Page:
Apple just announced an executive shake off of an amplitude that Apple hadn’t known for a very long time. Apple’s press release is very informative in what it says, and even more about what it doesn’t say. I’ll brush up my best cupertinologist skills to make what is being said even clearer. Continue reading
It’s already been a year since Steve Jobs’ passing. To mark the occasion, I’d like to reflect on his life through a long lost recording of a speech he gave in 1983 that has only recently been made available. Listening to that speech is an incredible experience which I highly recommend.
It is remarkable how comfortable, funny and genuinely passionate Jobs already was. You can’t fake that or train for it. He understood so many things already, like how media alaways need to evolve to adapt to technological transitions. So many music majors and movie studios still haven’t learnt that lesson in 2012!
While talking about the ground-breaking typographical capacities of the Lisa, he states: “we are solving the problem of injecting liberal arts into computers.” This is almost word for word how he described Apple’s mission during his very last keynotes. It is simply remarkable how faithful he stayed to his mission over 30 years.
But these are not even the most impressive parts of that speech. Continue reading
There is still a lot of confusion about what it is that us UX people do. Here is my attempt to clarify the field.
Many disciplines are usually associated with UX and most of them even have their professional bodies(UXPA, IA institute, IxDA). I will try to define what each is at its core. You will find that actually, their names are pretty explicit and easy to understand. Continue reading
As you may have noticed, things have changed on this site. I just moved and upgraded my blog, and started posting again.
This blog is now back with a new responsive theme, full english and french language support, and more improtanty more frequent posts.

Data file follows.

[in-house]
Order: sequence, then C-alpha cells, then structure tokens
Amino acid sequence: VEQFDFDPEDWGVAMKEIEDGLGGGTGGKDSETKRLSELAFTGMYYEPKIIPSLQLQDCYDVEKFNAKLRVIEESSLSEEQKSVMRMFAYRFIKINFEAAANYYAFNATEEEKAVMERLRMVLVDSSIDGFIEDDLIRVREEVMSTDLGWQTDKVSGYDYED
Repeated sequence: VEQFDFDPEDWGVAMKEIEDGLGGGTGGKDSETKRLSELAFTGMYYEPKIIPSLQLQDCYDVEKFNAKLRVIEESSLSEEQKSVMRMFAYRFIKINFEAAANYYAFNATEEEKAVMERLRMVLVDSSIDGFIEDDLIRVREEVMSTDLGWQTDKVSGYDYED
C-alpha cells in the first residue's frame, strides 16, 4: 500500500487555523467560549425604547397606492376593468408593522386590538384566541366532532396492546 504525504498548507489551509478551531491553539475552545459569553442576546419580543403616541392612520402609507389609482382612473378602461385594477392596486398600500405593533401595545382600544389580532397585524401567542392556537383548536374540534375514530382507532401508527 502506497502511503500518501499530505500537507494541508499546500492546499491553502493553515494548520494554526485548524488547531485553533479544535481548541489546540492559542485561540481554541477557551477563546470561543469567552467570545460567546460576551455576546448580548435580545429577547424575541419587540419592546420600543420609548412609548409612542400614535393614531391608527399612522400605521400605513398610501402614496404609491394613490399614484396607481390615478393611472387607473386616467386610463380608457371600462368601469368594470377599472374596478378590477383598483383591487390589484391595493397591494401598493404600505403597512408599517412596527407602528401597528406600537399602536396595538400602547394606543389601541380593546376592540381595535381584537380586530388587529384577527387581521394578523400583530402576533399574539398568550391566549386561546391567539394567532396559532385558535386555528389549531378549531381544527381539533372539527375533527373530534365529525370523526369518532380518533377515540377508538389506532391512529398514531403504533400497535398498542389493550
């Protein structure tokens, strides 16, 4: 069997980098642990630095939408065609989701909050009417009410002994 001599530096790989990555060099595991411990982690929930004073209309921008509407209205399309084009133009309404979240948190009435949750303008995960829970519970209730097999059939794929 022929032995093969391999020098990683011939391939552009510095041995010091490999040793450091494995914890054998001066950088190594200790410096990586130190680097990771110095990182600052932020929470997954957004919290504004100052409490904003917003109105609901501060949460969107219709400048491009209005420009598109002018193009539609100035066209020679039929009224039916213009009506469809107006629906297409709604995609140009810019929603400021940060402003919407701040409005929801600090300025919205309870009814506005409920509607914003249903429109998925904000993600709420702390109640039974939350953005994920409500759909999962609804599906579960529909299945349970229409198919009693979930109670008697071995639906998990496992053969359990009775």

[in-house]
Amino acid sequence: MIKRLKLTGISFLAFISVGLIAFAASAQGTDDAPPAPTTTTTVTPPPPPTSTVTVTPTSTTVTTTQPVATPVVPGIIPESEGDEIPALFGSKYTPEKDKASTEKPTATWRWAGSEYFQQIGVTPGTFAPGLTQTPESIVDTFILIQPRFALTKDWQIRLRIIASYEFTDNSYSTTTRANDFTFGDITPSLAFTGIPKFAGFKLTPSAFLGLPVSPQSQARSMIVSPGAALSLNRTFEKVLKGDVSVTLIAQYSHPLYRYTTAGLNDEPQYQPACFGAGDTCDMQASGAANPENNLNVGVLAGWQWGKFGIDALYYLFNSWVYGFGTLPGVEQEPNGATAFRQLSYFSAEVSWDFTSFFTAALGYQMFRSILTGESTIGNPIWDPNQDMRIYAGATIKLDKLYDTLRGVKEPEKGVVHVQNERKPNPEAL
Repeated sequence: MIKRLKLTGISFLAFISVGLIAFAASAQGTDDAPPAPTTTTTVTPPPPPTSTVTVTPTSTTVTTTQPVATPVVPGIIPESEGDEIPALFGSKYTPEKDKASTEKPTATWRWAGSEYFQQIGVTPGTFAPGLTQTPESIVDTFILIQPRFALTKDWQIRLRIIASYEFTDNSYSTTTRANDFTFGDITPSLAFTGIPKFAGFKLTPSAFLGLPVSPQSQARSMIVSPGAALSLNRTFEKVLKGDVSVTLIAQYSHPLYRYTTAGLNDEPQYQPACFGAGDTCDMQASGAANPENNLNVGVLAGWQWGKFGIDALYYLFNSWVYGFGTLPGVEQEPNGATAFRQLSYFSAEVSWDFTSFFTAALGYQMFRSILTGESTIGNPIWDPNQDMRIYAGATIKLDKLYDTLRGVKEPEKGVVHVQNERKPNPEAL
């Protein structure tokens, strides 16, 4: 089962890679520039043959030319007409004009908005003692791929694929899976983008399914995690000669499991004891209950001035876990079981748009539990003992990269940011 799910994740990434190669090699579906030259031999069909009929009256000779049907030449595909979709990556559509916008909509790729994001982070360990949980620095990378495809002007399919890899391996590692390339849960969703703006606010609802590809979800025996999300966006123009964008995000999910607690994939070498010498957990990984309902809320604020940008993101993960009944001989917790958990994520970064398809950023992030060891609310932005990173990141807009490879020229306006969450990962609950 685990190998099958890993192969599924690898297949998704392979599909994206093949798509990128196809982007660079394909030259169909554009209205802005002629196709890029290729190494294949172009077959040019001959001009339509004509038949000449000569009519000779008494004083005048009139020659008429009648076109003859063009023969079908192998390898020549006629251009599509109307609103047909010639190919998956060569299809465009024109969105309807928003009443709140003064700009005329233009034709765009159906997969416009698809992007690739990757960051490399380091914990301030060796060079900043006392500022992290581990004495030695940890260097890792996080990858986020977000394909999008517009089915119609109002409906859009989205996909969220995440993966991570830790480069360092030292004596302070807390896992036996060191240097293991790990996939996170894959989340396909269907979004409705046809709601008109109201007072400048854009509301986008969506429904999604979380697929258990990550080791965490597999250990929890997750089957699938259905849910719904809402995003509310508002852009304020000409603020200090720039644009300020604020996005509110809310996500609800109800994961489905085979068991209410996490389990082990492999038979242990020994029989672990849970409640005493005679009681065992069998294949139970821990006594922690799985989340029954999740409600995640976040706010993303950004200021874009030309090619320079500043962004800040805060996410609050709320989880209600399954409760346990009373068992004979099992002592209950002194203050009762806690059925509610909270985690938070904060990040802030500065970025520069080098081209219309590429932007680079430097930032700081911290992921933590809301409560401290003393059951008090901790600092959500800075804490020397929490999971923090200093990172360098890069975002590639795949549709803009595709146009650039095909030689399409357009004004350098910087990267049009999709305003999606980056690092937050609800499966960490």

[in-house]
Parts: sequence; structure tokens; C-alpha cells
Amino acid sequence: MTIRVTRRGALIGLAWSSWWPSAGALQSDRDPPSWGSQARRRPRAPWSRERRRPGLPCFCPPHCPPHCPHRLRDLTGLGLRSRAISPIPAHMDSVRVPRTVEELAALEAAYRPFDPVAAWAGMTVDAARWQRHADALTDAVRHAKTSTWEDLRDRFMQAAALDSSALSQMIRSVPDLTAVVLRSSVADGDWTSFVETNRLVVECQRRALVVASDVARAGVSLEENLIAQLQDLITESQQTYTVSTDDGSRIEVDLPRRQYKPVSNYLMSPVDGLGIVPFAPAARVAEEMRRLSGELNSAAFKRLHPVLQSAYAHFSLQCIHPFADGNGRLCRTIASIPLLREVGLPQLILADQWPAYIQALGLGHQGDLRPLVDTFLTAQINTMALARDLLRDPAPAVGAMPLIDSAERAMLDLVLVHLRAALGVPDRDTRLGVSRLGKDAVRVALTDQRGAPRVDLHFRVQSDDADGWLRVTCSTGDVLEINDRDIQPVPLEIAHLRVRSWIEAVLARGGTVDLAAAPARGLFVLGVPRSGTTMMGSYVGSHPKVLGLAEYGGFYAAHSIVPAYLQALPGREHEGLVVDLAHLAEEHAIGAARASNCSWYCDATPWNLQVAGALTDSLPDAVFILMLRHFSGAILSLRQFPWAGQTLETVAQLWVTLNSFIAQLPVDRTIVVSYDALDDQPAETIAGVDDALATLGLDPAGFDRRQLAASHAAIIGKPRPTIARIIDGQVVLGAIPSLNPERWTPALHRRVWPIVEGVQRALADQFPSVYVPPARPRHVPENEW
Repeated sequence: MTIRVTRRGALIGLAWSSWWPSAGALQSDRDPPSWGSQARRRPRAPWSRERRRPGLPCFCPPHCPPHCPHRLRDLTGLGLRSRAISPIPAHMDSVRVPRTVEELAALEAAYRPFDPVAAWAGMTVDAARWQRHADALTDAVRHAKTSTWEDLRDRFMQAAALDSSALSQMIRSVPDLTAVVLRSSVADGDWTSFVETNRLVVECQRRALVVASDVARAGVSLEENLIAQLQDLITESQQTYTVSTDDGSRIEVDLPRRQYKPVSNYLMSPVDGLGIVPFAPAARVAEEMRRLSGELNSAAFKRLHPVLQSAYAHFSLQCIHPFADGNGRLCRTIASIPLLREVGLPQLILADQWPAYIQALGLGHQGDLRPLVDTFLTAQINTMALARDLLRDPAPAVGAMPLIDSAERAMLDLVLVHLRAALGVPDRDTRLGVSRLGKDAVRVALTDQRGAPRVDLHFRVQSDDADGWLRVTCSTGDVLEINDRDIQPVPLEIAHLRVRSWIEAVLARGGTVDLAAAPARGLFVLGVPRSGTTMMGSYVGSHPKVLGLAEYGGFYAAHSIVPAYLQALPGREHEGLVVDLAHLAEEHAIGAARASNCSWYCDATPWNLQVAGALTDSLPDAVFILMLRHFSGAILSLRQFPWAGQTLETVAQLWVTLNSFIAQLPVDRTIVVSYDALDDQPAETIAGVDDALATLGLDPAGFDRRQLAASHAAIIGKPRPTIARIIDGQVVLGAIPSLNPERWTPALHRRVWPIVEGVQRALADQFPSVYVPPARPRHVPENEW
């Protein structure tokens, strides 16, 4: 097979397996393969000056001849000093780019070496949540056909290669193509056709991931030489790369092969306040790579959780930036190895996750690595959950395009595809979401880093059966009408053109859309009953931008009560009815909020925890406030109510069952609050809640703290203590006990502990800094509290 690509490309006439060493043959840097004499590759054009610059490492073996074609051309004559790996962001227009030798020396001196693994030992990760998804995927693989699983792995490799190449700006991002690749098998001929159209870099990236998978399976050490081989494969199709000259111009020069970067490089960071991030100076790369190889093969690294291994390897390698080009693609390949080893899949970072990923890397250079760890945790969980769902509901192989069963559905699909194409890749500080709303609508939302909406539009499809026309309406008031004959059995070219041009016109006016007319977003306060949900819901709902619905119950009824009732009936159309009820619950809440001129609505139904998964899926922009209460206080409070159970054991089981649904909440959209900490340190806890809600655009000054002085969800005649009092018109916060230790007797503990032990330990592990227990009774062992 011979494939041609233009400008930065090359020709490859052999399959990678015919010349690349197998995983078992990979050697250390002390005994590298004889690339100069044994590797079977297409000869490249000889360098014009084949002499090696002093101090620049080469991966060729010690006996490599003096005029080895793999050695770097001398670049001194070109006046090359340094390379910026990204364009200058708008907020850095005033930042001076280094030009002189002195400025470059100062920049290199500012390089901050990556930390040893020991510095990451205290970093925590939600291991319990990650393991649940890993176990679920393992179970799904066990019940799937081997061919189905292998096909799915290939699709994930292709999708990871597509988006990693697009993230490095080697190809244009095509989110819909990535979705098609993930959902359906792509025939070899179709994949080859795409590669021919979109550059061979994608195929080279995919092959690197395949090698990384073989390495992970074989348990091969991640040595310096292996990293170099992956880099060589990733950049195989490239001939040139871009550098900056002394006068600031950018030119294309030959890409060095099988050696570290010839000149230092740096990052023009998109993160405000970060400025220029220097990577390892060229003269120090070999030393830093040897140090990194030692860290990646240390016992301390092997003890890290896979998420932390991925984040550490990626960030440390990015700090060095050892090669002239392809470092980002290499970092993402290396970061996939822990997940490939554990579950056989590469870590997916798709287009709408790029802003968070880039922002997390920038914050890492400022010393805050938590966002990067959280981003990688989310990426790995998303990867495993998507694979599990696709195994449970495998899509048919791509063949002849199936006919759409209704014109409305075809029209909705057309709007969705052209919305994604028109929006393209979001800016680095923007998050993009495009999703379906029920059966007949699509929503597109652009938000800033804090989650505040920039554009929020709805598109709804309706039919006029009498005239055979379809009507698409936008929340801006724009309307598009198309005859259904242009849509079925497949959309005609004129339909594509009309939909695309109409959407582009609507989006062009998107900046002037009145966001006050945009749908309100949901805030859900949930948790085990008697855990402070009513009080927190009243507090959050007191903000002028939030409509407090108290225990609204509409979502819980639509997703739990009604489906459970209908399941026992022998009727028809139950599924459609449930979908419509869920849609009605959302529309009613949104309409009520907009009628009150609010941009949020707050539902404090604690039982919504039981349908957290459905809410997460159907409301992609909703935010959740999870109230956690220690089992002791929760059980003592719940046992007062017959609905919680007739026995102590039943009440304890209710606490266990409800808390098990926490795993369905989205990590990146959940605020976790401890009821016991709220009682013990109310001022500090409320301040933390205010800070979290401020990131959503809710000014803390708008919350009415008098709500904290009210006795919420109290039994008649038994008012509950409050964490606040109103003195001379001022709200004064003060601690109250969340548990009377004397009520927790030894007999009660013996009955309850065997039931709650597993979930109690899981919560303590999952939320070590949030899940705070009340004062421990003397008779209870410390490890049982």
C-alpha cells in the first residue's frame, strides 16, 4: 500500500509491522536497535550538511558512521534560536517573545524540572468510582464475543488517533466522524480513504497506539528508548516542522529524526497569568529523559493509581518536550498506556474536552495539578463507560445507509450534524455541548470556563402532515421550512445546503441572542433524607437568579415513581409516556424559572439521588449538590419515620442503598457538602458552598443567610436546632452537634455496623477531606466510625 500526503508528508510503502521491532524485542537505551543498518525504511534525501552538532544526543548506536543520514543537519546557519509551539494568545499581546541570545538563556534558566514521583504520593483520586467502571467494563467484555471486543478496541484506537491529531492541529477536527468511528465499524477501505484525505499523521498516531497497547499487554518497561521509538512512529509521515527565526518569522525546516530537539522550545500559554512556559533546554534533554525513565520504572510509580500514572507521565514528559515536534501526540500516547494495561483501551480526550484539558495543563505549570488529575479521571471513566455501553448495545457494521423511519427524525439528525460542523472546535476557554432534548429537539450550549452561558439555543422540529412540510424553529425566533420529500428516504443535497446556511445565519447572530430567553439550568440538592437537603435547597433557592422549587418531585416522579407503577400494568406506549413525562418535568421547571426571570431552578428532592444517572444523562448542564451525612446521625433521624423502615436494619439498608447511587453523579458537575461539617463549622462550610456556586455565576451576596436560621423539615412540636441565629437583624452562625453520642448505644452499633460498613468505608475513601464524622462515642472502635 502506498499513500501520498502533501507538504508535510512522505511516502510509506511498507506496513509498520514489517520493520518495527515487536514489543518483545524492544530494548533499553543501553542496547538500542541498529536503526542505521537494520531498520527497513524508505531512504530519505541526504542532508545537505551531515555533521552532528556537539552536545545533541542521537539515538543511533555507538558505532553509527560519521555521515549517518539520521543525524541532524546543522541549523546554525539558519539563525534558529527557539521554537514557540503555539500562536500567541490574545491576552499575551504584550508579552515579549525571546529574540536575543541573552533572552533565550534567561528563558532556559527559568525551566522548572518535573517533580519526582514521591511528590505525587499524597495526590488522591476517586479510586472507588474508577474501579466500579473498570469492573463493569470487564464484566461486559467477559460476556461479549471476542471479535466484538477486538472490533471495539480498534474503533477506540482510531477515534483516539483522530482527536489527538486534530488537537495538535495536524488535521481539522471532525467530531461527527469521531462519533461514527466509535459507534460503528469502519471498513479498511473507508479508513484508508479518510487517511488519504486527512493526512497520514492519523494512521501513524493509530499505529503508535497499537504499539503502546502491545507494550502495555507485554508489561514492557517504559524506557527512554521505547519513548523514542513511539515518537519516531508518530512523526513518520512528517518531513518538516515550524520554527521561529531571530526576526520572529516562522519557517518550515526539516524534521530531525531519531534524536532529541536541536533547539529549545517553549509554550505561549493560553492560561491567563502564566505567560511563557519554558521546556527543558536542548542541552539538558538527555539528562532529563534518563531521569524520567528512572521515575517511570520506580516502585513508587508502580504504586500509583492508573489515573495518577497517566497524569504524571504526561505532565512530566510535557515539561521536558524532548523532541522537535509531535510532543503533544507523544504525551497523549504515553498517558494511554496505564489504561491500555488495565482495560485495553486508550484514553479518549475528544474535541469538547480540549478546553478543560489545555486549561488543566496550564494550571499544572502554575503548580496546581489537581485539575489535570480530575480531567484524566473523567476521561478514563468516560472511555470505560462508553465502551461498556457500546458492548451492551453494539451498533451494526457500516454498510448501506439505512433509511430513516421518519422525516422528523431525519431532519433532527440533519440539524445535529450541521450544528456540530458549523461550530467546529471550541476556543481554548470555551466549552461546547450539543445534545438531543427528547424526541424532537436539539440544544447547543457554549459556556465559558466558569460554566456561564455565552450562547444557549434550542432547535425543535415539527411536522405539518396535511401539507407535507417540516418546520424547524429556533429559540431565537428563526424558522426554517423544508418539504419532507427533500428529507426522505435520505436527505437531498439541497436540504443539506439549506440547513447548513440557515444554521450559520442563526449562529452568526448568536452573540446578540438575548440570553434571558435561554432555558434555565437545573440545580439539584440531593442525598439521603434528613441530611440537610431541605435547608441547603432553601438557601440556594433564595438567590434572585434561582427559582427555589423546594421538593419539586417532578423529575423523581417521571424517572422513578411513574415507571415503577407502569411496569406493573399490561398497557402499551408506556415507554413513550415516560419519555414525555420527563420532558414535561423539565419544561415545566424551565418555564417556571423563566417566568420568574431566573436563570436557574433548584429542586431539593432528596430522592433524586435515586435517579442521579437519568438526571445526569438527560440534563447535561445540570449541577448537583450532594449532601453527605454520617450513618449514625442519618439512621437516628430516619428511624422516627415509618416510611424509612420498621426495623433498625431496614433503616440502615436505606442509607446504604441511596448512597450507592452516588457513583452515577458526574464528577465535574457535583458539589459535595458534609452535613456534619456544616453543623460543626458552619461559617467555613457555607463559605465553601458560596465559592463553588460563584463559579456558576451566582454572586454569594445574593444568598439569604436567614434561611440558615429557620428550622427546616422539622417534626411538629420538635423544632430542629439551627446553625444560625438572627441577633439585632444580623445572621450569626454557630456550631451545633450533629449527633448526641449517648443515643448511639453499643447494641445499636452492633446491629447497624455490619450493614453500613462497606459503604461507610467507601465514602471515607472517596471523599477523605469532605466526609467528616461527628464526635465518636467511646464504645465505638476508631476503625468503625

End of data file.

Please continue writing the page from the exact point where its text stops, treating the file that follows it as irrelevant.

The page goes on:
I hope you’ll like it.
A couple of days ago, Apple launched the Mac App Store, a new way to find, buy, install and update applications for your Mac. It aims to replicate the success of the iPhone and iPad app stores. I believe it will be incredibly successful, breathing new life into the Mac software market by widely increasing the number of users installing (and paying for!) applications on their machine.
The reason is simple: the application purchase and installation process just got a million times easier, which for the first time brings it within reach of many users.
Today I took part in an new kind of event, called Design Jam.
As Johanna Kollmann (one of the organizers) has already done an excellent job providing an explanation of the concept and a summary of the day on johnnyholland.org, I’ll simply advise you go ahead and read her post first if you did not attend the event.
Leisa Reichelt, one of the roaming mentors of the days, provided her own review of the day’s efforts, kindly phrased as constructive advice. I was going to simply drop a comment on her post, but since I kept rambling and did not want to hijack her post, I’m writing my own thoughts here.
While some have noticed that the new iTunes 10 could now play music directly from connected iDevices without having to activate the special “Manually manage music and video” mode, the other interesting related, but much more interesting new feature was missed.
Previously, iTunes media transfert was either a full sync, meaning you had first to put songs in a playlist then tell iTunes to sync it with the phone, or a full manual process, where you could drag and drop files, but would loose the power of using the sync options defined.
It is now possible to simply drag and drop songs from the iTunes list to the iPhone icon, which which prompt iTunes to immediately transfer these songs to your device.
iTunes 10 will list those songs under a new “Manually Added Songs” group in the “Music” tab of its iPhone settings.
This new feature allow the best of both modes: full sync while still allowing immediate media transfer on demand. Sweet.
PS. I discovered this by chance, and I can’t understand why Apples doesn’t announce such new features somewhere in their release notes.
What is the main task I have to accomplish while reading an article on the web? The answer is obvious: the task is to read the article.
Yet looking at most websites, only a small part of the webpage actually supports this task. Safari Reader is the latest attempt to help users take matters into their hands.
Here are the slightly updated slides from my presentation at UXCampLondon 1.5.
This is an in-depth look at the iPad user interface with guidelines and examples: what’s new, and what lessons were learned from theTablet PC concept and the iPhone’s user interface.
If you think the iPad is just a bigger iPod, this presentation is for you.
View the slides on Slidshare (and make sure you read the notes!): Why the iPad UI matters, and how it differs from the Tablet PC, but also from the iPhone.
Apple’s iPad will be released next week in the US, and a bit later in the rest of the world, so now is the perfect time to share why I think it will be a massive success, and deserves the attention of anyone who care about User eXperience.